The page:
Our assumptions are deliberately simplistic, but, even if the amount is doubled or tripled, it remains marginal in relation to global food supplies and financial resources.
And so we are saying that, if nations are serious about ending hunger, they should spearhead their actions with targeted social protection programmes that quickly enable the poorest people to buy their basic food needs and so climb above the hunger threshold. Once there, they will be healthier, less vulnerable to shocks, more able to learn and to work, and ready to respond to new opportunities for bettering their lives. Some countries have designed such programmes so that the extra demand that they create stimulates growth in the small-scale farm sector and so brings added social benefits.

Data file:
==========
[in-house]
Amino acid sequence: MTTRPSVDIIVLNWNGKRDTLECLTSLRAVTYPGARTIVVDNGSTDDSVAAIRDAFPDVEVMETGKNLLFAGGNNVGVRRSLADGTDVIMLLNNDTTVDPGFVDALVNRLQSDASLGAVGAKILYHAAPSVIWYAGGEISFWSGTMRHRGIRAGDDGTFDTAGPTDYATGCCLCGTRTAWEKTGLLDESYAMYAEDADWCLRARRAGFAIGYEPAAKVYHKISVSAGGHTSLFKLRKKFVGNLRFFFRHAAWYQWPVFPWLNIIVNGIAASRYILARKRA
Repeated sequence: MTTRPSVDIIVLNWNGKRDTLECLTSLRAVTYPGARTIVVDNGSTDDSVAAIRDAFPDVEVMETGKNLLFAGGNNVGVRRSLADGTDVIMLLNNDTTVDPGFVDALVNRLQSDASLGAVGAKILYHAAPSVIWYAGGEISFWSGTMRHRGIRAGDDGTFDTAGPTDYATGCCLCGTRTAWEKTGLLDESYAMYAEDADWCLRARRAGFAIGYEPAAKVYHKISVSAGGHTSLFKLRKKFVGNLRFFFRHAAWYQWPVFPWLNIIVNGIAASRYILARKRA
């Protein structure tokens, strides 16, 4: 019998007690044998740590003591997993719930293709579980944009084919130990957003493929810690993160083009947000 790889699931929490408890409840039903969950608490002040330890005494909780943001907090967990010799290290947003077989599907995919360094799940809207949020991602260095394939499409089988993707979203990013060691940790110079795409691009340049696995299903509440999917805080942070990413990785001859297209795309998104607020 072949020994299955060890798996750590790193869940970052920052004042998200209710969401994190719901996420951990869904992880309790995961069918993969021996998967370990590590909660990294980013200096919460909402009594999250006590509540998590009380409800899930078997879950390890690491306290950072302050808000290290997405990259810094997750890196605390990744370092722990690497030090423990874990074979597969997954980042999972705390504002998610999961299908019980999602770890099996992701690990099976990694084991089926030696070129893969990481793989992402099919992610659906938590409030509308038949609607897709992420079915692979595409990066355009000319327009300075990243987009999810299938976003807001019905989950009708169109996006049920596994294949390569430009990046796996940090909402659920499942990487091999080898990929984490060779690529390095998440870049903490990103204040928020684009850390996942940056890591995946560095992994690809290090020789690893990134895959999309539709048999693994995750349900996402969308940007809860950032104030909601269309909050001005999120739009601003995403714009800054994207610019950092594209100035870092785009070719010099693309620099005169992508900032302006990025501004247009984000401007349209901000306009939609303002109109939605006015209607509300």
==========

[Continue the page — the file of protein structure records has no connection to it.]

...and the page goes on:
Many well-fed people find all kinds of arguments against this approach. They say that it is unaffordable, creates dependencies and infringes on the dignity of individuals, is open to corruption and is heavy in its institutional demands. They fail to recognise that it is much cheaper and institutionally simpler than trying to fill the world’s food basket up to over-flowing. They are blind to the idea that few human situations can be more dependence-inducing than that of a mother knowing that she cannot provide her children with lunch today – or tomorrow. And they fail to see it as a high return investment in human resources that can bring greater peace and prosperity to their countries and to the world both by removing a great injustice and by enabling all their people to become increasingly productive.